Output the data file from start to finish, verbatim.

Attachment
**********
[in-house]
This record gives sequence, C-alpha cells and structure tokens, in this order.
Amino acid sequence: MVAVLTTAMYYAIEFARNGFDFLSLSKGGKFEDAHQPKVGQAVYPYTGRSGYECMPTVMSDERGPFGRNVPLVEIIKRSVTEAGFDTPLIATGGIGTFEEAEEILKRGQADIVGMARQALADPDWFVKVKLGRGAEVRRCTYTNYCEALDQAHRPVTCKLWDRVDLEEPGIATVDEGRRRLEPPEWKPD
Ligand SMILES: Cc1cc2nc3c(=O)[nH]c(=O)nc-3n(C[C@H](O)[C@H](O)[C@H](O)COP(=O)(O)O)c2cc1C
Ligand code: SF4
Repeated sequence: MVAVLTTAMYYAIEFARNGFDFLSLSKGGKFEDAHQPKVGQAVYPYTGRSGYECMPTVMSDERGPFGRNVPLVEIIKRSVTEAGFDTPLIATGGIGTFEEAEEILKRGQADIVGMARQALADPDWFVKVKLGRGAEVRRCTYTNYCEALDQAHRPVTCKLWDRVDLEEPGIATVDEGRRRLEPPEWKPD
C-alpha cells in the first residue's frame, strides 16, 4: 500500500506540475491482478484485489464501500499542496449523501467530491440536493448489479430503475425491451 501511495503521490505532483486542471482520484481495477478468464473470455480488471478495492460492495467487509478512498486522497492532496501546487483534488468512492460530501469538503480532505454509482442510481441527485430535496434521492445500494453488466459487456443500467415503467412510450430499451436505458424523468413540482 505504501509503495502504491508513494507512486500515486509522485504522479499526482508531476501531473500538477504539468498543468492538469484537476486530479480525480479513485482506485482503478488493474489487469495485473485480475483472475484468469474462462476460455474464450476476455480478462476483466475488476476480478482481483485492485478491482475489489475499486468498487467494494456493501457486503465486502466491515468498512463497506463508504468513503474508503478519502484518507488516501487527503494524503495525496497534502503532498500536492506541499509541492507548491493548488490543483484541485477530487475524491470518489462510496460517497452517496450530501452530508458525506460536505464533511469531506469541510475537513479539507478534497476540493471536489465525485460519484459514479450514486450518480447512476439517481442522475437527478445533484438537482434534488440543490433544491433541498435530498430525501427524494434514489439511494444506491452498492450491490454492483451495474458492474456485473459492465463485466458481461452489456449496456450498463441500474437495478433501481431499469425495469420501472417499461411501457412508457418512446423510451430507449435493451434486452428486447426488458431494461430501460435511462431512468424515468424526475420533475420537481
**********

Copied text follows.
[in-house]
This record gives sequence, C-alpha cells and structure tokens, in this order.
Amino acid sequence: MVAVLTTAMYYAIEFARNGFDFLSLSKGGKFEDAHQPKVGQAVYPYTGRSGYECMPTVMSDERGPFGRNVPLVEIIKRSVTEAGFDTPLIATGGIGTFEEAEEILKRGQADIVGMARQALADPDWFVKVKLGRGAEVRRCTYTNYCEALDQAHRPVTCKLWDRVDLEEPGIATVDEGRRRLEPPEWKPD
Ligand SMILES: Cc1cc2nc3c(=O)[nH]c(=O)nc-3n(C[C@H](O)[C@H](O)[C@H](O)COP(=O)(O)O)c2cc1C
Ligand code: SF4
Repeated sequence: MVAVLTTAMYYAIEFARNGFDFLSLSKGGKFEDAHQPKVGQAVYPYTGRSGYECMPTVMSDERGPFGRNVPLVEIIKRSVTEAGFDTPLIATGGIGTFEEAEEILKRGQADIVGMARQALADPDWFVKVKLGRGAEVRRCTYTNYCEALDQAHRPVTCKLWDRVDLEEPGIATVDEGRRRLEPPEWKPD
C-alpha cells in the first residue's frame, strides 16, 4: 500500500506540475491482478484485489464501500499542496449523501467530491440536493448489479430503475425491451 501511495503521490505532483486542471482520484481495477478468464473470455480488471478495492460492495467487509478512498486522497492532496501546487483534488468512492460530501469538503480532505454509482442510481441527485430535496434521492445500494453488466459487456443500467415503467412510450430499451436505458424523468413540482 505504501509503495502504491508513494507512486500515486509522485504522479499526482508531476501531473500538477504539468498543468492538469484537476486530479480525480479513485482506485482503478488493474489487469495485473485480475483472475484468469474462462476460455474464450476476455480478462476483466475488476476480478482481483485492485478491482475489489475499486468498487467494494456493501457486503465486502466491515468498512463497506463508504468513503474508503478519502484518507488516501487527503494524503495525496497534502503532498500536492506541499509541492507548491493548488490543483484541485477530487475524491470518489462510496460517497452517496450530501452530508458525506460536505464533511469531506469541510475537513479539507478534497476540493471536489465525485460519484459514479450514486450518480447512476439517481442522475437527478445533484438537482434534488440543490433544491433541498435530498430525501427524494434514489439511494444506491452498492450491490454492483451495474458492474456485473459492465463485466458481461452489456449496456450498463441500474437495478433501481431499469425495469420501472417499461411501457412508457418512446423510451430507449435493451434486452428486447426488458431494461430501460435511462431512468424515468424526475420533475420537481